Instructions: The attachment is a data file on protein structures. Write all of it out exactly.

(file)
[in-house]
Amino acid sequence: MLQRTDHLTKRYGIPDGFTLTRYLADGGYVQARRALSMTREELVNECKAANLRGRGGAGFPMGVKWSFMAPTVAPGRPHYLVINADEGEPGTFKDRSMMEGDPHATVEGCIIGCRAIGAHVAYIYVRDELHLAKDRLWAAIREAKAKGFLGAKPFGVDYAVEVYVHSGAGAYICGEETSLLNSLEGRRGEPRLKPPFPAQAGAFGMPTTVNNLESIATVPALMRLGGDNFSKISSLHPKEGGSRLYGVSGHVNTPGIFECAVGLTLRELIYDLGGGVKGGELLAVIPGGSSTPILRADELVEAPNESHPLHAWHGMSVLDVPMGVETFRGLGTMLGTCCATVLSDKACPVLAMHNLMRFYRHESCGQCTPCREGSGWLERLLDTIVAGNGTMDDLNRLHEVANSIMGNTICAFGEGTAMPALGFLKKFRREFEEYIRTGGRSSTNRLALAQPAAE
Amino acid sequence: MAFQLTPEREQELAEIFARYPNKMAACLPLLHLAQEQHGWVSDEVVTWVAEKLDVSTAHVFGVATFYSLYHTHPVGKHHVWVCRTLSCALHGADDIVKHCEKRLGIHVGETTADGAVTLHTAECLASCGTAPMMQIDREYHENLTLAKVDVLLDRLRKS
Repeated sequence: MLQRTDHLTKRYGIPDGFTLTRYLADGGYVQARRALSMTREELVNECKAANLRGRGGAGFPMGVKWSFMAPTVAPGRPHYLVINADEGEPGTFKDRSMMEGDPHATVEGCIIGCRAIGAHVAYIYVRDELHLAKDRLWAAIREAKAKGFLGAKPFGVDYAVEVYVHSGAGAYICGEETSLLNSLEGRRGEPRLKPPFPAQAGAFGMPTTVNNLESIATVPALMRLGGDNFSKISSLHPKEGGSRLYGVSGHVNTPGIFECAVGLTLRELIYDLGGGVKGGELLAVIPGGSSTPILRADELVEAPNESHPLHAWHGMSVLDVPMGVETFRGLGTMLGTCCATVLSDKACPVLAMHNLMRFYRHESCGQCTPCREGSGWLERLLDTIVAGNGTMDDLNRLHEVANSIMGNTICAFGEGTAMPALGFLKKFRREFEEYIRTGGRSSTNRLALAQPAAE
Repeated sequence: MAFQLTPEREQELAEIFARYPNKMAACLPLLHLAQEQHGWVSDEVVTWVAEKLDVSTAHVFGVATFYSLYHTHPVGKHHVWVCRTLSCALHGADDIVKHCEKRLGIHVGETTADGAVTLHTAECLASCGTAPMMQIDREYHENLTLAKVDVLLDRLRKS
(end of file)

[in-house]
Amino acid sequence: MLQRTDHLTKRYGIPDGFTLTRYLADGGYVQARRALSMTREELVNECKAANLRGRGGAGFPMGVKWSFMAPTVAPGRPHYLVINADEGEPGTFKDRSMMEGDPHATVEGCIIGCRAIGAHVAYIYVRDELHLAKDRLWAAIREAKAKGFLGAKPFGVDYAVEVYVHSGAGAYICGEETSLLNSLEGRRGEPRLKPPFPAQAGAFGMPTTVNNLESIATVPALMRLGGDNFSKISSLHPKEGGSRLYGVSGHVNTPGIFECAVGLTLRELIYDLGGGVKGGELLAVIPGGSSTPILRADELVEAPNESHPLHAWHGMSVLDVPMGVETFRGLGTMLGTCCATVLSDKACPVLAMHNLMRFYRHESCGQCTPCREGSGWLERLLDTIVAGNGTMDDLNRLHEVANSIMGNTICAFGEGTAMPALGFLKKFRREFEEYIRTGGRSSTNRLALAQPAAE
Amino acid sequence: MAFQLTPEREQELAEIFARYPNKMAACLPLLHLAQEQHGWVSDEVVTWVAEKLDVSTAHVFGVATFYSLYHTHPVGKHHVWVCRTLSCALHGADDIVKHCEKRLGIHVGETTADGAVTLHTAECLASCGTAPMMQIDREYHENLTLAKVDVLLDRLRKS
Repeated sequence: MLQRTDHLTKRYGIPDGFTLTRYLADGGYVQARRALSMTREELVNECKAANLRGRGGAGFPMGVKWSFMAPTVAPGRPHYLVINADEGEPGTFKDRSMMEGDPHATVEGCIIGCRAIGAHVAYIYVRDELHLAKDRLWAAIREAKAKGFLGAKPFGVDYAVEVYVHSGAGAYICGEETSLLNSLEGRRGEPRLKPPFPAQAGAFGMPTTVNNLESIATVPALMRLGGDNFSKISSLHPKEGGSRLYGVSGHVNTPGIFECAVGLTLRELIYDLGGGVKGGELLAVIPGGSSTPILRADELVEAPNESHPLHAWHGMSVLDVPMGVETFRGLGTMLGTCCATVLSDKACPVLAMHNLMRFYRHESCGQCTPCREGSGWLERLLDTIVAGNGTMDDLNRLHEVANSIMGNTICAFGEGTAMPALGFLKKFRREFEEYIRTGGRSSTNRLALAQPAAE
Repeated sequence: MAFQLTPEREQELAEIFARYPNKMAACLPLLHLAQEQHGWVSDEVVTWVAEKLDVSTAHVFGVATFYSLYHTHPVGKHHVWVCRTLSCALHGADDIVKHCEKRLGIHVGETTADGAVTLHTAECLASCGTAPMMQIDREYHENLTLAKVDVLLDRLRKS